Spain, which holds its fourth general election in as many years on Sunday, is facing an economic slowdown

Madrid (AFP) - Roberto Garrido has watched with alarm as sales at his Madrid car dealership have plunged since January.

Purchases of Renault cars alone are down 30 percent in the past year, and his dealership has frozen all non-urgent investments, he said.

Spain, which holds its fourth general election in as many years on Sunday, is facing an economic slowdown as political instability at home stymies reforms and global uncertainty hurts business confidence.

When Spain returned to growth in 2013, the auto sector benefited from “a catch-up effect” as consumers who had postponed purchases during the crisis years re-opened their wallets, Garrido told AFP at his car dealership in the middle-class Fuente del Berro district.

But the effect is fading and the lack of a stable government in Spain has meant there are still no clear auto emission rules – which is again putting off consumers, he said.

“Politicians have said everything and its opposite about diesel, petrol and pollution… As a result, people don’t know what to do, what kind of car to buy and postpone buying one,” Garrido said, hoping the outcome of Sunday’s poll might provide more clarity.

Overall, Spanish car sales have fallen six percent in the first 10 months of this year, according to Spain’s automobile manufacturers association, ANFAC.

- Slowing growth -

In September, the Bank of Spain cut its growth estimate for 2019 to 2.0 percent from 2.4 percent previously.

That compares with an average annual growth rate of around 3.0 percent for the eurozone’s fourth-biggest economy between 2015 and 2017.

Economists blame the slowdown on global uncertainty emanating from US President Donald Trump’s trade wars with China and other countries, as well as weaker growth in Spain’s main trading partners like Germany.

“We are seeing a substantial deterioration in household spending, as well as a significant slowdown in business investment,” the head of macroeconomic analysis at BBVA Research, Rafael Domenech, told AFP.

Spanish car sales have fallen six percent in the first 10 months of this year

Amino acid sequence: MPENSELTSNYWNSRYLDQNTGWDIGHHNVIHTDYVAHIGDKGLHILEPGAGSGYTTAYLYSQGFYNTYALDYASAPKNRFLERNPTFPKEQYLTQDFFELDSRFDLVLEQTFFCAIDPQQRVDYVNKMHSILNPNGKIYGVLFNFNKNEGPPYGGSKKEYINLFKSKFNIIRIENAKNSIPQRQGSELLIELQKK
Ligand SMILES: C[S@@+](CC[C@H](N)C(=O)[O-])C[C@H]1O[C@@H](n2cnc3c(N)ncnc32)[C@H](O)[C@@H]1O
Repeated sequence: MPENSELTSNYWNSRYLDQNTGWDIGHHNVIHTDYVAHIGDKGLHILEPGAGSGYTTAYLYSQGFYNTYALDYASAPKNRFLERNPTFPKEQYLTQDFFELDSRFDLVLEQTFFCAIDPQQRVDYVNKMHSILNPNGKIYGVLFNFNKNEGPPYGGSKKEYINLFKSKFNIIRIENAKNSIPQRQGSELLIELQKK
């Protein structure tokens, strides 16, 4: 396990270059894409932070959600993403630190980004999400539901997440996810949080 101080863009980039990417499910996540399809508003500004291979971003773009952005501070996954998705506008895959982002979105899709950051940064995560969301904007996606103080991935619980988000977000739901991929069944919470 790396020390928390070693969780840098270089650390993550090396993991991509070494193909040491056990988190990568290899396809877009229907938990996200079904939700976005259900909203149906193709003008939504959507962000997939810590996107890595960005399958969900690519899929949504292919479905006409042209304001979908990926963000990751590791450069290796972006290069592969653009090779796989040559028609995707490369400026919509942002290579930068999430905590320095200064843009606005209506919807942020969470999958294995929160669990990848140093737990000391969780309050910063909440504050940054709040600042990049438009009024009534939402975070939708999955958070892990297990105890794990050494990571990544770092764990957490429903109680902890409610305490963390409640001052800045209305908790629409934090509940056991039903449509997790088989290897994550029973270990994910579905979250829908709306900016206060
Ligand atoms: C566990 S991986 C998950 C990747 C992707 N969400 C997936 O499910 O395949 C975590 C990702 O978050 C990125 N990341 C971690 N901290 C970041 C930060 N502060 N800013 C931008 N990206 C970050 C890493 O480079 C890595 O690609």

Goods exports are already slowing and could be hit further by Washington’s decision to slap tariffs on Spanish products such as olive oil, cheese and wine in a tit-for-tat row with the European Union over subsidies to planemaking giant Airbus.

Consumer spending picked up in the third quarter, but experts do not expect the improvement to last, with unemployment falling less rapidly than in recent years.

At the end of September, Spain’s jobless rate was close to 14 percent, while in October, the country recorded its biggest monthly rise in the number of registered job seekers since 2012.

- Lack of reforms -

In the run-up to the election, acting Prime Minister Pedro Sanchez has remained upbeat, insisting on public radio Wednesday that the country had “solid fundamentals to face a slowdown”.

He also pointed out that economic growth in Spain is still faster than the eurozone average and jobs continue to be created.

However, while polls suggest Sanchez’s Socialists may win the most votes on Sunday, they won’t secure a parliamentary majority. So an end to the political instability looks unlikely.

“Since 2012-2013, we have not carried out any structural reforms, the sources of growth are running out,” said Toni Roldan, a specialist on economic policy at the Esade Business School.

“Of course, there has been a strong catch-up effect, but there has been no serious reform of education or of the labour market” where temporary contracts are more widespread than anywhere else in Europe, the expert said.

Furthermore, employers have sounded the alarm over the short-term economic impact in Catalonia of the violent protests that have swept the region in recent weeks.

The unrest broke out after Spain’s Supreme Court on October 14 sentenced nine Catalan separatist leaders to lengthy jail terms over their role in a failed declaration of independence in 2017.